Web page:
# Work done by a normal force (or rather, work NOT done)

• Ebby
In summary: I don't really know how to put this. Yeah, another one: A box being carried on an accelerating flat bed truck. Noone would dispute static friction is doing work in that case either. Maybe its this whole "reference frame" idea you bring up that can be used to fix...yeah, I don't really know how to put this.
Ebby said:
When you guys are talking about "relative motion", do you mean relative motion between the point of application of the force that's acting and the point on the material that's being acted upon, or do you mean the motion of the contact point (as a whole) in the chosen reference frame?
I believe that I used the phrase "relative motion" in one of my posts. I meant the velocity of the one surface in the rest frame of the other surface. How fast is one object rubbing across the other.

You could call it a "slip rate". In the case of kinetic friction, the slip rate multiplied by the parallel force will tell you how rapidly mechanical energy is being dissipated into heat at the interface.

This rate does not depend on what reference frame you are using to analyze the problem. It is invariant.

It seems like the author of that text would deny the center of mass work argument.

Rather, Newton’s Second Law…good for everything…but cars with tires. If you want to examine cars you have to take the wheels off.

erobz said:
It seems like the author of that text would deny the center of mass work argument.

Rather, Newton’s Second Law…good for everything…but cars with tires. If you want to examine cars you have to take the wheels off.
This is ridiculous. You need to understand what you are quoting
Newtons Second Law is good for everything. One must define the "motion of the body" with some care if we allow deformation of structure of the body by defining the center of mass as the invariant
Energy conservation is also good for everything but the book-keeping is far more complicated. Hence the proliferation of "kinds" of forces. These are artisanal for various disciplines. Small wonder the student is often left bewildered. Better we should teach caloric and aether.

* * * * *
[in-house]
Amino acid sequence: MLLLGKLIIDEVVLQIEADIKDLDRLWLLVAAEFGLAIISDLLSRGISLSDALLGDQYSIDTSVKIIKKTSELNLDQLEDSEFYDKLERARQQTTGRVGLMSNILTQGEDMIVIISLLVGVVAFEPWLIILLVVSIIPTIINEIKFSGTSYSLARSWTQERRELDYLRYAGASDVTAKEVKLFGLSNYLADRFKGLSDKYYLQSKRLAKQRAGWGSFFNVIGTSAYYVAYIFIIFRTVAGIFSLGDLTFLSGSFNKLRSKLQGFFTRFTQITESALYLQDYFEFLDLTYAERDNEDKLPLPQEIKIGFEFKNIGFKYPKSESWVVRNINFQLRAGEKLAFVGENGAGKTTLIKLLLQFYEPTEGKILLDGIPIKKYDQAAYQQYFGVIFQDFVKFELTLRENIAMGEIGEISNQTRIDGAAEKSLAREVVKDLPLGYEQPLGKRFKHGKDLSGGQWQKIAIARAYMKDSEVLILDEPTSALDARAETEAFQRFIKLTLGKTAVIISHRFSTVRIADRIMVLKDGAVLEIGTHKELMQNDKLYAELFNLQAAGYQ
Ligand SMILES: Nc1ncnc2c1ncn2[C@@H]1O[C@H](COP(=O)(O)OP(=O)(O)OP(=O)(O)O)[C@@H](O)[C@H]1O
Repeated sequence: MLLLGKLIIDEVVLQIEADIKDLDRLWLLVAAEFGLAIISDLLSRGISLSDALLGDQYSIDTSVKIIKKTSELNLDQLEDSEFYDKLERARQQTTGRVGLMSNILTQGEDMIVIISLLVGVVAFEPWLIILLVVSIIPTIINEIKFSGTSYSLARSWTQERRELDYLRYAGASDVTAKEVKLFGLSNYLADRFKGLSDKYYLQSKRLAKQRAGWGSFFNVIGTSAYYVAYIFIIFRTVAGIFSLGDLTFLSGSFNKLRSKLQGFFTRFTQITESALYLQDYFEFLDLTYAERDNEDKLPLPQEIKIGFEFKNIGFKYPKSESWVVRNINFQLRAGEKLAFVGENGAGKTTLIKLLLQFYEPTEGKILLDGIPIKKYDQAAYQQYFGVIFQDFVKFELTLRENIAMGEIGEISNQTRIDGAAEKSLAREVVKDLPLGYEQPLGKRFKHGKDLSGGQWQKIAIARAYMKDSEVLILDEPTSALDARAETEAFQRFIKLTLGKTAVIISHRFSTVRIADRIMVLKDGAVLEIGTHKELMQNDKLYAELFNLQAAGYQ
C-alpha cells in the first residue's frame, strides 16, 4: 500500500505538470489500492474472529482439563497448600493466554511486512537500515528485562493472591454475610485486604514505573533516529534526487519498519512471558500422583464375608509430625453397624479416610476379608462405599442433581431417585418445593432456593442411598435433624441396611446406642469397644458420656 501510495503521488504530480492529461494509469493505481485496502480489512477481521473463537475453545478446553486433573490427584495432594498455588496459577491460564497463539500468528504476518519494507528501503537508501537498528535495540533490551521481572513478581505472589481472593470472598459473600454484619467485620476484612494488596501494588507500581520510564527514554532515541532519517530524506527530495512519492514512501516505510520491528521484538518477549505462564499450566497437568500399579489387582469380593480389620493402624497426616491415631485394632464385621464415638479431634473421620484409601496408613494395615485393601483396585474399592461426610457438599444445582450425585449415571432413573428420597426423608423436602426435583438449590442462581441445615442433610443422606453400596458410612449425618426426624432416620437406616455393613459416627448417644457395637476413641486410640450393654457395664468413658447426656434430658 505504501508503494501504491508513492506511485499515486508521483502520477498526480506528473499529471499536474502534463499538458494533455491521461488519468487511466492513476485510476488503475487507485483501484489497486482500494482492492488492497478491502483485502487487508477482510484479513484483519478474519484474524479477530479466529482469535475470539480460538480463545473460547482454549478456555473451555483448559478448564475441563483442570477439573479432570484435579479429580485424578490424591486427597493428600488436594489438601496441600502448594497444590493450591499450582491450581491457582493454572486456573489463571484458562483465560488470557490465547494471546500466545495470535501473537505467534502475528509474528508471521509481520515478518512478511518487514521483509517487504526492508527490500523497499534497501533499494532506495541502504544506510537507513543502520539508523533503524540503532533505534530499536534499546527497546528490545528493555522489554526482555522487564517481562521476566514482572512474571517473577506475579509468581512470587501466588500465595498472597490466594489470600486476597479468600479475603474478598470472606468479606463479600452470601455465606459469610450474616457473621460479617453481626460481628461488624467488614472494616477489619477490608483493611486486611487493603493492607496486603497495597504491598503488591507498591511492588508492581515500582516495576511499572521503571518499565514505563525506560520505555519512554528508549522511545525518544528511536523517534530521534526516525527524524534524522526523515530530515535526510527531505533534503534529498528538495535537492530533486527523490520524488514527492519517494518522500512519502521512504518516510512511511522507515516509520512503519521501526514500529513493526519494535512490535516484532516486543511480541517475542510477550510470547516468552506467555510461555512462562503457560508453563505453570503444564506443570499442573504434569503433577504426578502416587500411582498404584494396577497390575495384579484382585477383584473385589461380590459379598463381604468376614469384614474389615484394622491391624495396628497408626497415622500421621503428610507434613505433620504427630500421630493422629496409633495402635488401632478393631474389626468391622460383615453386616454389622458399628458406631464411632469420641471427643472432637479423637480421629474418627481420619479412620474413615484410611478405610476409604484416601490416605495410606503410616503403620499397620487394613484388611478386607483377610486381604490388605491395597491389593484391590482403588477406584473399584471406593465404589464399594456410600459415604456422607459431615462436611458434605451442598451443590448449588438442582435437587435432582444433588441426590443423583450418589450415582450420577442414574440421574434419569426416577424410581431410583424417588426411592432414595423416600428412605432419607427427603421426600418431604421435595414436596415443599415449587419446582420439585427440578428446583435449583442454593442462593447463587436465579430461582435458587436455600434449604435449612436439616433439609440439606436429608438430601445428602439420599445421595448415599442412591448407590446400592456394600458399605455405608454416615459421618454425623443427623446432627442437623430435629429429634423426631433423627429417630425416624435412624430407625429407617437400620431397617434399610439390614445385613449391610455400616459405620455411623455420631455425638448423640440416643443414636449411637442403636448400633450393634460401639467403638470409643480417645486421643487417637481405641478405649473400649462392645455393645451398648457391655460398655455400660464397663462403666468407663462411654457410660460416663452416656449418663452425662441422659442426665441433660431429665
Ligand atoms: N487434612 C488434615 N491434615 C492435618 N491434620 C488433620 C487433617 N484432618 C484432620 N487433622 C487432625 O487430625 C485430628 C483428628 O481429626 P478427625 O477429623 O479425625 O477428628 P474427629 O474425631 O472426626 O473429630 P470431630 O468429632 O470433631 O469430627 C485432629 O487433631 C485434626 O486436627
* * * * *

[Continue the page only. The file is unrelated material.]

sophiecentaur, Doc Al and jbriggs444
hutchphd said:
This is ridiculous. You need to understand what you are quoting
Newtons Second Law is good for everything. One must define the "motion of the body" with some care if we allow deformation of structure of the body by defining the center of mass as the invariant
Energy conservation is also good for everything but the book-keeping is far more complicated. Hence the proliferation of "kinds" of forces. These are artisanal for various disciplines. Small wonder the student is often left bewildered. Better we should teach caloric and aether.
All I want is for someone to show me how it works. If the car were a black box...everything is fine. Draw some wheels on it...Suddenly everyone has to do so serious mental gymnastics to avoid the reality that while nothing changed between scenarios, everything changed.

I'm sorry (for you and everyone else annoyed by this line of inquiry) I'm the only one dumb enough to bothered by this.

erobz said:
And? If one has a theory, It must contend with the "Yebbuts"... if its easily punctured, it's probably not good. I don't see why this should be an issue.
The thing about this "theory" is that it's tried and tested; we're way past the stage where an Einstein can come along and find the need to extend it. The problem that you seem to be trying to introduce is not the theory itself but its interpretation. In fact it's more of a method than an actual theory. It works but it doesn't take into account the human desire to identify intent and agency in a simple physical relationship.